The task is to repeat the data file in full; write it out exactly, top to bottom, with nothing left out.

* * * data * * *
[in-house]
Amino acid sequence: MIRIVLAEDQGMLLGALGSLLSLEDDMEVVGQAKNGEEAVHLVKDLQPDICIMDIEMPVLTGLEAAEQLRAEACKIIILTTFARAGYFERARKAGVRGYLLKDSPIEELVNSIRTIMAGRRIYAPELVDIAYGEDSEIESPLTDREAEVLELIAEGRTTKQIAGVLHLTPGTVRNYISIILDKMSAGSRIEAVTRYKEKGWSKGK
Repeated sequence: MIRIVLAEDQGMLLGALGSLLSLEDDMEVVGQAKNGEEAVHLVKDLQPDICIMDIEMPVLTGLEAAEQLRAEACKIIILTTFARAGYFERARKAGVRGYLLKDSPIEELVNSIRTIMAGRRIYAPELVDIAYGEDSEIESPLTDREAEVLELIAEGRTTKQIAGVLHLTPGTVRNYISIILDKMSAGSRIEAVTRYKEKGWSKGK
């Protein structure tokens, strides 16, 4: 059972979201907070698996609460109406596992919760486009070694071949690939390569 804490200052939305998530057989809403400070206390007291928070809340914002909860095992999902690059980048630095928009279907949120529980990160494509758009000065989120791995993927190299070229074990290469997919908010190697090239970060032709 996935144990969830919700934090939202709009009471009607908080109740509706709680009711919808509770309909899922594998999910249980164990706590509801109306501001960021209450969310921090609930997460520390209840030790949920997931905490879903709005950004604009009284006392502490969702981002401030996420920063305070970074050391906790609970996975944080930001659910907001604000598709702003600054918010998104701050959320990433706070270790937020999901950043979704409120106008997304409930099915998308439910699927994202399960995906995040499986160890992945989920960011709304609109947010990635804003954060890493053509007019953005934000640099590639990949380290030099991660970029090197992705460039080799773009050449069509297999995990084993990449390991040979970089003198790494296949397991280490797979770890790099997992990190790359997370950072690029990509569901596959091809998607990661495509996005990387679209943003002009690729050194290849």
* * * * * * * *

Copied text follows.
[in-house]
Amino acid sequence: MIRIVLAEDQGMLLGALGSLLSLEDDMEVVGQAKNGEEAVHLVKDLQPDICIMDIEMPVLTGLEAAEQLRAEACKIIILTTFARAGYFERARKAGVRGYLLKDSPIEELVNSIRTIMAGRRIYAPELVDIAYGEDSEIESPLTDREAEVLELIAEGRTTKQIAGVLHLTPGTVRNYISIILDKMSAGSRIEAVTRYKEKGWSKGK
Repeated sequence: MIRIVLAEDQGMLLGALGSLLSLEDDMEVVGQAKNGEEAVHLVKDLQPDICIMDIEMPVLTGLEAAEQLRAEACKIIILTTFARAGYFERARKAGVRGYLLKDSPIEELVNSIRTIMAGRRIYAPELVDIAYGEDSEIESPLTDREAEVLELIAEGRTTKQIAGVLHLTPGTVRNYISIILDKMSAGSRIEAVTRYKEKGWSKGK
């Protein structure tokens, strides 16, 4: 059972979201907070698996609460109406596992919760486009070694071949690939390569 804490200052939305998530057989809403400070206390007291928070809340914002909860095992999902690059980048630095928009279907949120529980990160494509758009000065989120791995993927190299070229074990290469997919908010190697090239970060032709 996935144990969830919700934090939202709009009471009607908080109740509706709680009711919808509770309909899922594998999910249980164990706590509801109306501001960021209450969310921090609930997460520390209840030790949920997931905490879903709005950004604009009284006392502490969702981002401030996420920063305070970074050391906790609970996975944080930001659910907001604000598709702003600054918010998104701050959320990433706070270790937020999901950043979704409120106008997304409930099915998308439910699927994202399960995906995040499986160890992945989920960011709304609109947010990635804003954060890493053509007019953005934000640099590639990949380290030099991660970029090197992705460039080799773009050449069509297999995990084993990449390991040979970089003198790494296949397991280490797979770890790099997992990190790359997370950072690029990509569901596959091809998607990661495509996005990387679209943003002009690729050194290849």